vying for the job.
That wasn't done until after the bids
were rejected and Nagin restarted the process. Even then, the BGR took
issue with the consultants' methodology.
Consultants also failed to provide the
board with a technical evaluation of the bids showing which company
provided the superior proposal, Howard said. And a special evaluation
committee of community members created to analyze the bids failed to
rate or rank the proposals, leaving the public without a clear picture
of which group offered the best deal, she said.
"Despite the $4 million expenditure,
the city never obtained a technical analysis of the bids," Howard
said. "The only professional analysis of the bids was done by BGR."
Even with those problems, water board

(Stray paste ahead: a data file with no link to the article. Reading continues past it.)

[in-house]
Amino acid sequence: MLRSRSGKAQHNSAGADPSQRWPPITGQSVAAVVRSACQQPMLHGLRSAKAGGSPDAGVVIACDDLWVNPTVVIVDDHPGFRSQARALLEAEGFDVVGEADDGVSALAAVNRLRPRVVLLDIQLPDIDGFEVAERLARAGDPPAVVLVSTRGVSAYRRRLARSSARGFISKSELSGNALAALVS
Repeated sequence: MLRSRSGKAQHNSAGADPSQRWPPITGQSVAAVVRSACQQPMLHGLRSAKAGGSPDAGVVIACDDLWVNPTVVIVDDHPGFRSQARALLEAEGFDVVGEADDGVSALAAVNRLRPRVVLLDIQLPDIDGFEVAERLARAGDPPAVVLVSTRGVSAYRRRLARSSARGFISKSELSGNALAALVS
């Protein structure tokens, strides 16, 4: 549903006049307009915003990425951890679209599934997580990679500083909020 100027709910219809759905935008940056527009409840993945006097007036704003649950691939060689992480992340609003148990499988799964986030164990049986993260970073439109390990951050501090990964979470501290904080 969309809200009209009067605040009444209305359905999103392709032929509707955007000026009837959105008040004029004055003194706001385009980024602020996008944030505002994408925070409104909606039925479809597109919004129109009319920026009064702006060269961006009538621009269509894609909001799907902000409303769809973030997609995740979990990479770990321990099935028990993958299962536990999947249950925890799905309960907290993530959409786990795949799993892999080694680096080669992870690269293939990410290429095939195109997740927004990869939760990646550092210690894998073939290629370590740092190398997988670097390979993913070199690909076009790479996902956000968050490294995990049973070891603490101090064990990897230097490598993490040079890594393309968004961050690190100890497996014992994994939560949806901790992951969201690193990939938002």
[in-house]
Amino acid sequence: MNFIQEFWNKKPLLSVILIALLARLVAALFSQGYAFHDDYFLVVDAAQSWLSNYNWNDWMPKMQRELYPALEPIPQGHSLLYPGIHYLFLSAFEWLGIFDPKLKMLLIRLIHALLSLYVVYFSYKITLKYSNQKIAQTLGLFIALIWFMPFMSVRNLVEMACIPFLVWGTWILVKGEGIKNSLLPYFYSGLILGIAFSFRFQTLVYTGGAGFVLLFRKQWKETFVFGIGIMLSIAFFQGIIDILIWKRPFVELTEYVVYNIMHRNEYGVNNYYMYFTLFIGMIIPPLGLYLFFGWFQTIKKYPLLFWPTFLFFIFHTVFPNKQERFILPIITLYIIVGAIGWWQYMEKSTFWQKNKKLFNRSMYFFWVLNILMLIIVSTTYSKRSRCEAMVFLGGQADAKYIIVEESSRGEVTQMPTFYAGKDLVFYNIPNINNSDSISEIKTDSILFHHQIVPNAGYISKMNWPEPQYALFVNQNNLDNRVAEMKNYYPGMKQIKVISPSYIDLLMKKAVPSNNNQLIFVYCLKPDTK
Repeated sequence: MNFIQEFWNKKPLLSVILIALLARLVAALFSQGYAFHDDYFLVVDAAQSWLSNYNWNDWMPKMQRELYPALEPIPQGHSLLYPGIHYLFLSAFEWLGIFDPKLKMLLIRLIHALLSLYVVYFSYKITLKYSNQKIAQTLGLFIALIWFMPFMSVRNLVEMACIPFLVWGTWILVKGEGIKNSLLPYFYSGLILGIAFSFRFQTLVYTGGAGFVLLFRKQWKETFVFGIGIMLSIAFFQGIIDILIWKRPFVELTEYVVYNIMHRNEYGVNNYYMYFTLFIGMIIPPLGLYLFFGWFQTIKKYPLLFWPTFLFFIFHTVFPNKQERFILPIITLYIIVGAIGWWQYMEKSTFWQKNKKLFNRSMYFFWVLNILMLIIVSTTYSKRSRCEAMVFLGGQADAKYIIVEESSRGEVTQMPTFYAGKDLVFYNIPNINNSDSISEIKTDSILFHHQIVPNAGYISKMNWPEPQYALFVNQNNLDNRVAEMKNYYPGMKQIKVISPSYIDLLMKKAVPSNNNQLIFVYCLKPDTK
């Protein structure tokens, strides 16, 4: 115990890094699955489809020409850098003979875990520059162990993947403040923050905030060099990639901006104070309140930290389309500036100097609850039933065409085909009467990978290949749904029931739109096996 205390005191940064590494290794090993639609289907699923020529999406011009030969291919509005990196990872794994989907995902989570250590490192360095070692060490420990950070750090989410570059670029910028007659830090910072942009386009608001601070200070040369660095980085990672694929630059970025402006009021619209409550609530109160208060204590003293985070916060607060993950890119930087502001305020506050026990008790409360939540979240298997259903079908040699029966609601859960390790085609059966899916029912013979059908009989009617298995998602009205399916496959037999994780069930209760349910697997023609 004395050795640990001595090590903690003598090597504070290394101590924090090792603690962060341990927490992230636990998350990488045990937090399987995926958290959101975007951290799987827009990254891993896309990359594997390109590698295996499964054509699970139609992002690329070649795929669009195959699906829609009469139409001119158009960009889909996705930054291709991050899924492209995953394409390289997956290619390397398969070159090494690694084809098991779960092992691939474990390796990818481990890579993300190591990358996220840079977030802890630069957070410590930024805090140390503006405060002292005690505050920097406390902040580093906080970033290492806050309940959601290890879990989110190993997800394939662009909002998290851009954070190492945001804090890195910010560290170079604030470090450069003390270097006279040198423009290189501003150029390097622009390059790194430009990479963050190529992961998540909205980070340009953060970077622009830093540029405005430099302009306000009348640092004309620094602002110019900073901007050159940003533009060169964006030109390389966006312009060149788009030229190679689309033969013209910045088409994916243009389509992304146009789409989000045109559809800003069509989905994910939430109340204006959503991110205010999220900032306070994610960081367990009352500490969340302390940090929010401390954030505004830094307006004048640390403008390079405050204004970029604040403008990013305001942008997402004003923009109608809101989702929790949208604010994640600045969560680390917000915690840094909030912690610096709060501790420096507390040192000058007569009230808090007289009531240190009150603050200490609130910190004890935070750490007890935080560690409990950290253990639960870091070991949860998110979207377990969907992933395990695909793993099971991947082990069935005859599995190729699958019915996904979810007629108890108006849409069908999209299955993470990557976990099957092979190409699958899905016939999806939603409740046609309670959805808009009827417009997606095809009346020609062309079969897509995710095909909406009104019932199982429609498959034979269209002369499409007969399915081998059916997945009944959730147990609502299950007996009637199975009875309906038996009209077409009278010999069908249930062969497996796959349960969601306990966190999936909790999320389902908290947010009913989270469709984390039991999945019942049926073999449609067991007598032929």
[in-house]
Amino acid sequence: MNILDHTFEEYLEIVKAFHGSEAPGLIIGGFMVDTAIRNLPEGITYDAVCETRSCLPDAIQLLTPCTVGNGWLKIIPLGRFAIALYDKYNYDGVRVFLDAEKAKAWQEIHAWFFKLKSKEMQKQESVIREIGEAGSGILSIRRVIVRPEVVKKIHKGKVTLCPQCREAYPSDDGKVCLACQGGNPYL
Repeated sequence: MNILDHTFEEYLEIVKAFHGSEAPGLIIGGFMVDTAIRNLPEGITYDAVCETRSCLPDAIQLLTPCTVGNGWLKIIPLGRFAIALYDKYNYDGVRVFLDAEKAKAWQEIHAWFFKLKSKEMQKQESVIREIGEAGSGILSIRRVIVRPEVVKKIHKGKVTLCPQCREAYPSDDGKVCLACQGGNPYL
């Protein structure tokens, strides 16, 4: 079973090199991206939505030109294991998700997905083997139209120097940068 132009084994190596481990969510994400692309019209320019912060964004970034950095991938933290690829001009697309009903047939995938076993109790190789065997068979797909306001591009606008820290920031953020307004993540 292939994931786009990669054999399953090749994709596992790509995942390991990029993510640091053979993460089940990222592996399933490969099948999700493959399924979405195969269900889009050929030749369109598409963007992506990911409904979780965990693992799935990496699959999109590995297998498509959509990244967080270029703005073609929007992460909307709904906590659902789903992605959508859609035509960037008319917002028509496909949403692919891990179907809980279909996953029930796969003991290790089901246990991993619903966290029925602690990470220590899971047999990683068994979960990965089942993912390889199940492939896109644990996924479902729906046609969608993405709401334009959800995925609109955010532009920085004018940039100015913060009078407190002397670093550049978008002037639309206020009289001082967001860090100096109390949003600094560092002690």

member Sidney Evans said he was prepared to hire a private company if
the coup had not been staged a few minutes before he arrived at that
fateful meeting in October 2002. Looking back, he recognizes the flaws
in the process but said the board still learned a great deal.
"It was the arduous political
process that the consultants were forced to deal with that really ran
the costs up. These were hourly paid lawyers and accountants," he
said. "But to look at a $1 billion job and to spend $4 million
doesn't seem to be unreasonable. The employee group knows a hell of a
lot more about water and sewer than before the process, and I think the
board itself had made a lot of progress in the way it operates."
"Did we get good value for the
dollars we spent? Probably not," he said. "But we did get
something out of the process that we can use going forward."
Martha Carr may be reached at firstname.lastname@example.org
or (504) 826-3306.